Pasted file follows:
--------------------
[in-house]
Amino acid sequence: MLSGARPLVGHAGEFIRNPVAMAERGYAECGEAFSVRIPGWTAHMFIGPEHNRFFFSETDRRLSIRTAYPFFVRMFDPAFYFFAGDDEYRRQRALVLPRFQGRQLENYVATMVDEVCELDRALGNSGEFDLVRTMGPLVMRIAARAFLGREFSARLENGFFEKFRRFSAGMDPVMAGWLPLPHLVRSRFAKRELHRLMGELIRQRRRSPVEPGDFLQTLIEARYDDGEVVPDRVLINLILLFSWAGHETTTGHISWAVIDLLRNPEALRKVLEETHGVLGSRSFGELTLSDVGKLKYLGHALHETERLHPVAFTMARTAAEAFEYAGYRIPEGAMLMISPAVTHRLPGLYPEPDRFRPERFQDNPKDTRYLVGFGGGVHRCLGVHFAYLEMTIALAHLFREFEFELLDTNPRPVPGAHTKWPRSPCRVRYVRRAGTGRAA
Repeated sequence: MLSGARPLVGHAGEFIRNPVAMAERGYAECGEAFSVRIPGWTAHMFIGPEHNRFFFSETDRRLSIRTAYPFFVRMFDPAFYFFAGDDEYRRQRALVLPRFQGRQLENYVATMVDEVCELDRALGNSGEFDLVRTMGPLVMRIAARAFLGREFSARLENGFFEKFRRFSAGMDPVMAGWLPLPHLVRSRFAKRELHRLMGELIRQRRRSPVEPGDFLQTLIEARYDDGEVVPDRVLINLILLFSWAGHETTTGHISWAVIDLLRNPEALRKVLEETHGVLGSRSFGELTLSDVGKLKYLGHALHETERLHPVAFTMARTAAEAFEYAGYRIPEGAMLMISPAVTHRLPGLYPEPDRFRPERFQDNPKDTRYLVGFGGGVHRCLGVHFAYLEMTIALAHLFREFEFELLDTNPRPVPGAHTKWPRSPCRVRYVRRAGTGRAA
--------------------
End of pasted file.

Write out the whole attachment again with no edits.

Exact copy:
[in-house]
Amino acid sequence: MLSGARPLVGHAGEFIRNPVAMAERGYAECGEAFSVRIPGWTAHMFIGPEHNRFFFSETDRRLSIRTAYPFFVRMFDPAFYFFAGDDEYRRQRALVLPRFQGRQLENYVATMVDEVCELDRALGNSGEFDLVRTMGPLVMRIAARAFLGREFSARLENGFFEKFRRFSAGMDPVMAGWLPLPHLVRSRFAKRELHRLMGELIRQRRRSPVEPGDFLQTLIEARYDDGEVVPDRVLINLILLFSWAGHETTTGHISWAVIDLLRNPEALRKVLEETHGVLGSRSFGELTLSDVGKLKYLGHALHETERLHPVAFTMARTAAEAFEYAGYRIPEGAMLMISPAVTHRLPGLYPEPDRFRPERFQDNPKDTRYLVGFGGGVHRCLGVHFAYLEMTIALAHLFREFEFELLDTNPRPVPGAHTKWPRSPCRVRYVRRAGTGRAA
Repeated sequence: MLSGARPLVGHAGEFIRNPVAMAERGYAECGEAFSVRIPGWTAHMFIGPEHNRFFFSETDRRLSIRTAYPFFVRMFDPAFYFFAGDDEYRRQRALVLPRFQGRQLENYVATMVDEVCELDRALGNSGEFDLVRTMGPLVMRIAARAFLGREFSARLENGFFEKFRRFSAGMDPVMAGWLPLPHLVRSRFAKRELHRLMGELIRQRRRSPVEPGDFLQTLIEARYDDGEVVPDRVLINLILLFSWAGHETTTGHISWAVIDLLRNPEALRKVLEETHGVLGSRSFGELTLSDVGKLKYLGHALHETERLHPVAFTMARTAAEAFEYAGYRIPEGAMLMISPAVTHRLPGLYPEPDRFRPERFQDNPKDTRYLVGFGGGVHRCLGVHFAYLEMTIALAHLFREFEFELLDTNPRPVPGAHTKWPRSPCRVRYVRRAGTGRAA